The other day I was paying bills. A local news station had reached the C Block: "Around the World." I found myself thinking, "Hmmm, they must've lost time
somewhere, the anchor is really speeding along..."
Television news brought sitting people, standing people (anchors and reporters) natural sound, sound bites and (hopefully) significant video into our lives. The intention, in part, was to provide stronger multi-media news than newspapers and radio. Many people soon preferred getting their news from a warm-blooded, talking human. I'm sure there are scores of reasons for this, including one of perhaps feeling less spooked by some of the more serious stories.
As for me, I often put on my local news while I'm doing something else in the same room. If I hear something that compels me to look up (ie -watch some video) I'll do so or make a mental note to scroll backwards when I can find my remote.
The other day I was paying bills. A local news station had reached the C Block: Around the World. I found myself thinking, "Hmmm, they must've lost time somewhere, the anchor is really speeding along!" My brain was jogging to keep up.
Then I heard: "Due to increased violence Dutch law enforcement plans to implement serious restrictions on popular marijuana cases". I'm not well-versed on the Dutch legal system, but I had a "huh?" moment and looked up hoping to see video or a still shot, which would help me better understand this one-liner news item.
The anchor had a "poker look" on his face; there was nothing else to see and he was already into the next Around the World story. It struck me that he either misread the word "cafes" as "cases" or perhaps there was a typo in the prompter. Either way I was much sadder for us than I was for the café frequenters.
Either Chris, an anchor I do like, was tearing along and was totally disconnected to what he said or maybe he didn't have prior knowledge of the story and trusted a typo, and/or someone was asleep at the switch and didn't click into his IFB to advise him that he needed to correct the noun. Even worse, and this is my fear, someone in the newsroom caught it and a decision was made not to clarify the erroneous information for the viewers.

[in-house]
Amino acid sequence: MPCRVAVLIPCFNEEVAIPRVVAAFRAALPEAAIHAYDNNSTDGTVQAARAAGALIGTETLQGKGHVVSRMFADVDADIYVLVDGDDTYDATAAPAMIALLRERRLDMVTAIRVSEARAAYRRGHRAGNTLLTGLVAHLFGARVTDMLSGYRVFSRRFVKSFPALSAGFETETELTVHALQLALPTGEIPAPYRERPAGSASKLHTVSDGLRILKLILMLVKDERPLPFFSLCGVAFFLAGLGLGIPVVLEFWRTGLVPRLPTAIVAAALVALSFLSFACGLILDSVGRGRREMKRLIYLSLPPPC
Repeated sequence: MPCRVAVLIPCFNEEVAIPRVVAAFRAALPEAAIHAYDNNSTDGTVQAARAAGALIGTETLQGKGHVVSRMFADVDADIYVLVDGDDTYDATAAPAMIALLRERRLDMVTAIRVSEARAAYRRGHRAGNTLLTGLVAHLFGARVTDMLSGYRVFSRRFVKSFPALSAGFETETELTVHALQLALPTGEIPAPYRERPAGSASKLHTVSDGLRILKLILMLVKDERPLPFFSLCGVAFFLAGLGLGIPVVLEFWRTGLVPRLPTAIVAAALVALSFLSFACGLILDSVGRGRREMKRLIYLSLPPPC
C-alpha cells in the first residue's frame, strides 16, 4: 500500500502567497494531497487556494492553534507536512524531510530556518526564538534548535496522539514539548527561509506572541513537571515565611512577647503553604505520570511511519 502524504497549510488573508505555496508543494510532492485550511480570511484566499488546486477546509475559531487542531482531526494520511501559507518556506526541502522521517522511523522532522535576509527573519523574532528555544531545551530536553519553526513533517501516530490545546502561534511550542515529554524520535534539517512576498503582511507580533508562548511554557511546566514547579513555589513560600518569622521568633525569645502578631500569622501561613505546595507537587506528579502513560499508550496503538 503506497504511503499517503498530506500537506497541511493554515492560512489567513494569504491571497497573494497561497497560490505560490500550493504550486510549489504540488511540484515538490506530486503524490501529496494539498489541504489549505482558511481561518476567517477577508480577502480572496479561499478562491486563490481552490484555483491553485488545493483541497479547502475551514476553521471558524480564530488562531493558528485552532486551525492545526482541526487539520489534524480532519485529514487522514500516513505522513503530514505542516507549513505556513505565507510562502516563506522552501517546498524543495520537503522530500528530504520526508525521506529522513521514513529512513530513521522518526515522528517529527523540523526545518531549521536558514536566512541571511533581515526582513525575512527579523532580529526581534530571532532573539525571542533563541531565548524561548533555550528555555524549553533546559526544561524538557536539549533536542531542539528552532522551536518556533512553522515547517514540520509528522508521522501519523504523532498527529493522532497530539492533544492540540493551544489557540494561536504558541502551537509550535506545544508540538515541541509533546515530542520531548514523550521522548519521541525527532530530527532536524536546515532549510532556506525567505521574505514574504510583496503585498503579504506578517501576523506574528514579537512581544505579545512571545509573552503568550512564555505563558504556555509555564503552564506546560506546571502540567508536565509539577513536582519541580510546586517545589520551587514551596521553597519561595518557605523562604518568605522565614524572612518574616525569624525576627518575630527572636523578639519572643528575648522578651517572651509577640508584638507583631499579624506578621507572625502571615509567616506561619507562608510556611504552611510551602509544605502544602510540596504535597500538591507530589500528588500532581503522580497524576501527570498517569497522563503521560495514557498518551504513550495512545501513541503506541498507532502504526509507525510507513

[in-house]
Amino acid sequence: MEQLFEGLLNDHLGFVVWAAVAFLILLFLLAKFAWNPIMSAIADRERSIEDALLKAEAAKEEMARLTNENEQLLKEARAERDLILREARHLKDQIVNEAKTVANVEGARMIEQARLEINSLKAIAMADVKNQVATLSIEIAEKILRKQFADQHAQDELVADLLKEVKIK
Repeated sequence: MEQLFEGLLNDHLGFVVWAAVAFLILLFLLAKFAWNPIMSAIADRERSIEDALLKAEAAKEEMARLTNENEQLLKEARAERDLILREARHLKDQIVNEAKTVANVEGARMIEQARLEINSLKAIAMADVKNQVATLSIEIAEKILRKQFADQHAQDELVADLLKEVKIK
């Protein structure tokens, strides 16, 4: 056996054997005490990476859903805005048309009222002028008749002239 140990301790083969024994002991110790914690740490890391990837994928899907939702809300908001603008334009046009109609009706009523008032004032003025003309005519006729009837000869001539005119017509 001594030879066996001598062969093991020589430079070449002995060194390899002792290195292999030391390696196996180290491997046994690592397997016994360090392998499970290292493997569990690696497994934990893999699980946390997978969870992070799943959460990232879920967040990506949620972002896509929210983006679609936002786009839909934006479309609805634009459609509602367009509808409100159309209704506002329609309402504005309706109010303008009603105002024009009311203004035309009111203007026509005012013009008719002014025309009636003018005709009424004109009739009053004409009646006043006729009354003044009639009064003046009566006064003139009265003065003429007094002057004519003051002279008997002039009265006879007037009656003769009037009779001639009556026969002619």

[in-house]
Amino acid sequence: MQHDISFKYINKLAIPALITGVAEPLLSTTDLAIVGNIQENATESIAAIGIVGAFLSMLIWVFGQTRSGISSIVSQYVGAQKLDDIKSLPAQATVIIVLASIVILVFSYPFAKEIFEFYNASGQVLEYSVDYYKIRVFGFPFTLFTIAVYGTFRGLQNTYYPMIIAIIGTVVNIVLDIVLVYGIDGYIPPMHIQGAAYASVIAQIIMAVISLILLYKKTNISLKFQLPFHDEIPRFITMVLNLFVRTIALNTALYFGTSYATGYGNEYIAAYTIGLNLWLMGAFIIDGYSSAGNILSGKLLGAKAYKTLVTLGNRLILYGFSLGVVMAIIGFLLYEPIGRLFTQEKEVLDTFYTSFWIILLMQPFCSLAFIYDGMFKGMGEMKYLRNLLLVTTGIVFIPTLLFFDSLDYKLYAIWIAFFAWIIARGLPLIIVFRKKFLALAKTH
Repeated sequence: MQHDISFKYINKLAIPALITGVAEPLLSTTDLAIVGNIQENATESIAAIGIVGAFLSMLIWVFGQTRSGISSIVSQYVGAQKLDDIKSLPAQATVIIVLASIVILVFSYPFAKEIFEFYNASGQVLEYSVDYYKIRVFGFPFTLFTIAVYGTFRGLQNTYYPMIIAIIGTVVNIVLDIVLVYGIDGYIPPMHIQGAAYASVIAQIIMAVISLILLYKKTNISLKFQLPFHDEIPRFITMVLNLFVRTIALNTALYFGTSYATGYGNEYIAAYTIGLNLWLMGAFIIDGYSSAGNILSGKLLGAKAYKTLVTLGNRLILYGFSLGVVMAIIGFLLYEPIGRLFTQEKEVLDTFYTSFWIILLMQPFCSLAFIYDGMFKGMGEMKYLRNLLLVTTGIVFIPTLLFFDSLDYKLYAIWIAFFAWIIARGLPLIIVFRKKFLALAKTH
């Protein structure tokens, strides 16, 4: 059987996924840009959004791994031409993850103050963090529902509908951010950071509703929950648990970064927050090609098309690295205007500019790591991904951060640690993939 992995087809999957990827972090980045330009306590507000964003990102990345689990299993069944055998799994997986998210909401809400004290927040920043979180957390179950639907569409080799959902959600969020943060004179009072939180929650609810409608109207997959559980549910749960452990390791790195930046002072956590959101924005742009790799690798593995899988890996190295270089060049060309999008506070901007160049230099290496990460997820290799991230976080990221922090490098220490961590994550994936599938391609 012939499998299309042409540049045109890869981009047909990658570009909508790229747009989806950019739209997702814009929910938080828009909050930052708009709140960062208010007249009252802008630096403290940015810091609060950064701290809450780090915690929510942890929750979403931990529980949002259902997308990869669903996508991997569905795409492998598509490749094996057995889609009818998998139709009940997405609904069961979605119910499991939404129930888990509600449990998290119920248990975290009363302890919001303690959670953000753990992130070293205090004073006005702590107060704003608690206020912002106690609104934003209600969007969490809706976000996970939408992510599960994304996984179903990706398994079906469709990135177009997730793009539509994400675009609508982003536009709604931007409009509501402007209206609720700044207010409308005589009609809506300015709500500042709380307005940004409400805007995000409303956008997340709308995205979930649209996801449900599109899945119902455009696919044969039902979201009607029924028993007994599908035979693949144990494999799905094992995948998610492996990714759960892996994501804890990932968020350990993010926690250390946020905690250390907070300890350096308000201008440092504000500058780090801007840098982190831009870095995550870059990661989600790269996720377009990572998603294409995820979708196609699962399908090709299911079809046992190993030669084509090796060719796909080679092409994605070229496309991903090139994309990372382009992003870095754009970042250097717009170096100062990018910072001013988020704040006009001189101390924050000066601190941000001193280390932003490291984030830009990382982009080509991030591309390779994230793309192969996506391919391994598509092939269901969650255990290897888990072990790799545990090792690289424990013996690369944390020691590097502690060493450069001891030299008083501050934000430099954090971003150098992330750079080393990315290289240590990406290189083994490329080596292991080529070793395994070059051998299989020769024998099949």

As we speak- so does the anchor
If you listen to a random conversation we stutter, we stumble, we correct inadvertently mispronounced sounds and words. Sometimes we stop and clarify or repeat a word, a name, a phrase, all to assure that our listener easily "got" what we said.
As long as an anchor isn't gripped by a tendency to misspeak (and this can come from a multitude of reasons) an occasional flub is completely fine and normal. A tripped-up or misspeaking anchor just needs to do what the rest of us do - correct the word or information in whatever manner suits his/her personality and personal preference and move on.
When things don't go perfectly, or when they go wrong, it is an anchor's aplomb and ease with the medium that serves as a great measure of his/her abilities.
As a good anchor you will comfortably correct yourself. You may couch it as, "that's ___". Depending on the mistake and the nature of the story you may choose to correct it more carefully" "Let me assure you've gotten this correctly, that's ___". If the story is light, sometimes a little look may replace words as you correct what was screwed up."
Frankly, one of my personal frustrations is seeing terrific, professional, comfortably executed catches or corrections and having to tell a client "Geez that was great, you did that so well. I'd love to put that on your demo reel to show management how artfully you handle your job but if it's on your reel they may think you had nothing to show them that doesn't have you misspeaking."
And so these flubs are rarely on reels. I guess there's always the chance that one may occur during an audition and you can show your chops there.
Getting back to the "oral journalism" Amsterdam glitch - the news program returned after commercials for the next block. There was no clarification or correction offered. I checked on it after. It WAS cafes and not cases. Huge difference. I much rather would've preferred to hear "A few minutes ago we shared a story about gang violence in Amsterdam. We'd like to clarify that…"
Now THAT'S good anchoring!